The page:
• "To know the face of God is to know madness. I see the universe. I see the patterns. I see the foreshadowing that precedes every moment of every day. It's all there, I see it and you don't."—Leoben Conoy, "Flesh and Bone"
  • "I am more than you could ever imagine. I am God."—Leoben Conoy, "Flesh and Bone"
  • "It's funny, isn't it? We're all God, Starbuck, all of us. I see the love that binds all living things together. ... I know that God loved you more than all other living creatures and you repaid his divine love with sin, with hate, corruption, evil. So then he decided to create the Cylons."—Leoben Conoy, "Flesh and Bone"
  • "And this time, your role...you have to deliver my soul unto God. Do it for me. It's your destiny, and mine."—Leoben Conoy, "Flesh and Bone"
  • "Procreation, it’s o­ne of God’s commandments, be fruitful. We can’t fulfill it we tried so we decided to [create farms]."—Caprica-Valerii, "The Farm"

Judeo-Christian References

Baltar and his Angel.

The Re-imagined Series contains few references to Judeo-Christian concepts.

  • "Jesus."—Colonel Tigh, Miniseries (unscripted ad-lib)[1]
  • "I figured, the devil you know..."—Laura Roslin, "Colonial Day"
  • "God is love"—Number Six, Miniseries, (1 John 4:16)

The "I am" statement in "The Hand of God" is noteworthy because of the self-description that the Judeo-Christian God gives to Moses in the Book of Exodus, "I am that I am". The Christian messiah, Jesus, has a series of "I am" statements in the New Testament of the Bible. The Bible contains over 300 "I am" statements. The Hebrew name for God, Yahweh, is derived from the Hebrew word for "I am" or "to be".

The five priests of the Temple of Five worshiped a "god whose name must not be spoken." In Jewish tradition, the name of God (Yahweh) is not spoken. In a deleted scene (TRS: "Kobol's Last Gleaming, Part I"), Elosha states that the exodus from Kobol was precipitated when "one jealous god began to desire that he be elevated above all the other gods, and the war on Kobol began." The 1st commandment requires the faithful have no other god before Yahweh.

A number of elements from the show derive from Mormonism, the religion of series creator Glen Larson. In particular, the concept of a lost Thirteenth Tribe is from Mormon legend. The Quorum of Twelve is also a Mormon concept.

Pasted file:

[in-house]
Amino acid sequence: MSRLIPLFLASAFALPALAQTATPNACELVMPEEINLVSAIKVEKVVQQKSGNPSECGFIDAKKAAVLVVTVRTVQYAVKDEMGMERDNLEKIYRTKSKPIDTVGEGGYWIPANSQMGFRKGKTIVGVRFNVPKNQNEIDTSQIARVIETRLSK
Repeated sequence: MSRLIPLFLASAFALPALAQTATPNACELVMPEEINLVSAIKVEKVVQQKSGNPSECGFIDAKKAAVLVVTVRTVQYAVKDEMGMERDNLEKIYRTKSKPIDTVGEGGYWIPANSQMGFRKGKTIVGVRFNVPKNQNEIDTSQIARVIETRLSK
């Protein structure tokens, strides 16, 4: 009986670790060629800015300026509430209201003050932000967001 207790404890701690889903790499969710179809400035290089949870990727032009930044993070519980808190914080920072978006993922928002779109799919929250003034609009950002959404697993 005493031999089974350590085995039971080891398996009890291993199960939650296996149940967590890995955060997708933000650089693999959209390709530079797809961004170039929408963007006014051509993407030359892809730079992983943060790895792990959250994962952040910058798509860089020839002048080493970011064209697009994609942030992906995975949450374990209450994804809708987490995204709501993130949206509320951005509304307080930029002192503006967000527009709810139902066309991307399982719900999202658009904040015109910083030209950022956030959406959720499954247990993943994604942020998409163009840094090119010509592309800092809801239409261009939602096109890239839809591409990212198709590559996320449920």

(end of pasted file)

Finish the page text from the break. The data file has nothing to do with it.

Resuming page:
A curious parallel to the series is found in the Exodus story of the Old Testament: Moses led the Israelites out of the Egyptian captivity toward the promised land, but did not live to lead the Israelites into the promised land because he doubted the water coming from the stone (Numbers 20:12). This parallels the Pythian prophecy of the leader (presumed to be Laura Roslin) ,who, according to the Sacred Scrolls, will not live to see the promised land of Earth (TRS: "The Hand of God").

The name of Pergamus Flats (a location on New Caprica) is similar to Pergamus, a city mentioned in Revelation 2:12.

Both the Colonials and the Cylons have had an experience similar to the Jewish exodus from Egypt; the Cylons following the war with the Colonies (including a 40 year period in the wilderness and the slaying of all in the promised land) and the Colonials following their escape from New Caprica.

Official statements

Q: "There's speculation that Count Iblis' counterpart in this series is the as-yet-unseen Cylon God. Is there any possibility that elements of the original series "War of the Gods" storyline may weave themselves into the new series?
RDM: While I have thought of incorporating the Count Iblis/Ship of Lights mythology from the original show into the series, I've pretty much decided not to go there for now. The theological construct we've been establishing seems more interesting to me at this point and I don't think Iblis will be part of the current show."
  • RDM noted in his podcast of "Kobol's Last Gleaming, Part II," that the original ending of Season One called for actor Dirk Benedict to appear to Baltar on Kobol and introduce himself as "God". Numerous prohibiting factors prevented this storyline from making it on camera, chief among them was Moore's confessed inability to write a feasible conclusion to the surprise revelation at the time. Another mitigating factor which influenced Moore to drop the idea was that when he revealed his idea to the other writers, the entire writing team found the idea simply revolting, so Moore acquiesced.
Q: " In “Galactica 1980,” we actually meet the “Imperious Commander” of the Cylons who turns out to be the Devil in the guise of a humanoid. Will we ever meet the maker of the Cylons in this version?
A: I think if we ever found an answer to why the Cylons have a god or who the god is--you know, the guy steps out from behind the curtain--I think you’d be disappointed. They’re in an interesting place in that their faith is as legitimate as the human faith. Human beings have souls given by the gods, and Cylons have a soul given by their one true god and that has to be just as valid. That means there is a plan for their soul and something for them after they die too. It’s a fundamental element of their faith. "


  1. According to RDM, the "Jesus" line was an ad-lib by Michael Hogan. Therefore, it should not be taken as a serious reference to Christianity.